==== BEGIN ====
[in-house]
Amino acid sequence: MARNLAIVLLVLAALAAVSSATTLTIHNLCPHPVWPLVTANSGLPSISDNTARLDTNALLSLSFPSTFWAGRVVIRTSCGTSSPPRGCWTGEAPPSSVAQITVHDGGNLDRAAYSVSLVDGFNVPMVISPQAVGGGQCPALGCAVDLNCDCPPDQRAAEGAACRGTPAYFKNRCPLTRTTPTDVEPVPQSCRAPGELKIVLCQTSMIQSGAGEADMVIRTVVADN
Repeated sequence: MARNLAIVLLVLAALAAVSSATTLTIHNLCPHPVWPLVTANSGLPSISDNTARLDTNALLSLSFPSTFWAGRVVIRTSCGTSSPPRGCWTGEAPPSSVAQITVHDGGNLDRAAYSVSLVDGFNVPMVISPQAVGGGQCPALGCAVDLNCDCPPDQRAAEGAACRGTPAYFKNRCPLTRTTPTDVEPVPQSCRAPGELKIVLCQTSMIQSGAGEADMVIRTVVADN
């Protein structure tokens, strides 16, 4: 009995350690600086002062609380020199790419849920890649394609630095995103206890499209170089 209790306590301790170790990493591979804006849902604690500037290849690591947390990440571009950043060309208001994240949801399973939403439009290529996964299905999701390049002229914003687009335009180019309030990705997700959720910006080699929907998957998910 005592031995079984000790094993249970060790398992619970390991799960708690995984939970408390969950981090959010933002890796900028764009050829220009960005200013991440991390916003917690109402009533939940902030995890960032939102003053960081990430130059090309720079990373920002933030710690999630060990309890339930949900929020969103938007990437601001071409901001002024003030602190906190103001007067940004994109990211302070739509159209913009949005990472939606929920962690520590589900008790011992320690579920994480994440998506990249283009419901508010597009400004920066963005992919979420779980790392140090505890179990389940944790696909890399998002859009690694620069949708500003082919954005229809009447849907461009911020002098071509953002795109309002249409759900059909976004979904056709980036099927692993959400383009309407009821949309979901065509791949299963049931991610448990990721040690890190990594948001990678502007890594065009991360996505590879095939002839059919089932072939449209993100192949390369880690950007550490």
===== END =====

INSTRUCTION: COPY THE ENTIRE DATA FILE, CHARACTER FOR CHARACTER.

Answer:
[in-house]
Amino acid sequence: MARNLAIVLLVLAALAAVSSATTLTIHNLCPHPVWPLVTANSGLPSISDNTARLDTNALLSLSFPSTFWAGRVVIRTSCGTSSPPRGCWTGEAPPSSVAQITVHDGGNLDRAAYSVSLVDGFNVPMVISPQAVGGGQCPALGCAVDLNCDCPPDQRAAEGAACRGTPAYFKNRCPLTRTTPTDVEPVPQSCRAPGELKIVLCQTSMIQSGAGEADMVIRTVVADN
Repeated sequence: MARNLAIVLLVLAALAAVSSATTLTIHNLCPHPVWPLVTANSGLPSISDNTARLDTNALLSLSFPSTFWAGRVVIRTSCGTSSPPRGCWTGEAPPSSVAQITVHDGGNLDRAAYSVSLVDGFNVPMVISPQAVGGGQCPALGCAVDLNCDCPPDQRAAEGAACRGTPAYFKNRCPLTRTTPTDVEPVPQSCRAPGELKIVLCQTSMIQSGAGEADMVIRTVVADN
């Protein structure tokens, strides 16, 4: 009995350690600086002062609380020199790419849920890649394609630095995103206890499209170089 209790306590301790170790990493591979804006849902604690500037290849690591947390990440571009950043060309208001994240949801399973939403439009290529996964299905999701390049002229914003687009335009180019309030990705997700959720910006080699929907998957998910 005592031995079984000790094993249970060790398992619970390991799960708690995984939970408390969950981090959010933002890796900028764009050829220009960005200013991440991390916003917690109402009533939940902030995890960032939102003053960081990430130059090309720079990373920002933030710690999630060990309890339930949900929020969103938007990437601001071409901001002024003030602190906190103001007067940004994109990211302070739509159209913009949005990472939606929920962690520590589900008790011992320690579920994480994440998506990249283009419901508010597009400004920066963005992919979420779980790392140090505890179990389940944790696909890399998002859009690694620069949708500003082919954005229809009447849907461009911020002098071509953002795109309002249409759900059909976004979904056709980036099927692993959400383009309407009821949309979901065509791949299963049931991610448990990721040690890190990594948001990678502007890594065009991360996505590879095939002839059919089932072939449209993100192949390369880690950007550490």